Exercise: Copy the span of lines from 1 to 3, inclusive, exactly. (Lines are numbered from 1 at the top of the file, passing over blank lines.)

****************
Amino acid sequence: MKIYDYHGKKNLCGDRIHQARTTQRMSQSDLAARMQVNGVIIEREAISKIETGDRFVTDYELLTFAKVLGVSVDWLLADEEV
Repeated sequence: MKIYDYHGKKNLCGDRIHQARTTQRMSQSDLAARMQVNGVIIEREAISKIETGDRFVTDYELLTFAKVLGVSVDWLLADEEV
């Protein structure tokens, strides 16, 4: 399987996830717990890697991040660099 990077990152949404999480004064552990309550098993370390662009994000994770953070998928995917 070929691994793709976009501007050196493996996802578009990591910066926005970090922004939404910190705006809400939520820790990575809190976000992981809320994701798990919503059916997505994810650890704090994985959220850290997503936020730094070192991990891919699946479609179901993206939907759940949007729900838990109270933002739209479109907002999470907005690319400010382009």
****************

Amino acid sequence: MKIYDYHGKKNLCGDRIHQARTTQRMSQSDLAARMQVNGVIIEREAISKIETGDRFVTDYELLTFAKVLGVSVDWLLADEEV
Repeated sequence: MKIYDYHGKKNLCGDRIHQARTTQRMSQSDLAARMQVNGVIIEREAISKIETGDRFVTDYELLTFAKVLGVSVDWLLADEEV
């Protein structure tokens, strides 16, 4: 399987996830717990890697991040660099 990077990152949404999480004064552990309550098993370390662009994000994770953070998928995917 070929691994793709976009501007050196493996996802578009990591910066926005970090922004939404910190705006809400939520820790990575809190976000992981809320994701798990919503059916997505994810650890704090994985959220850290997503936020730094070192991990891919699946479609179901993206939907759940949007729900838990109270933002739209479109907002999470907005690319400010382009």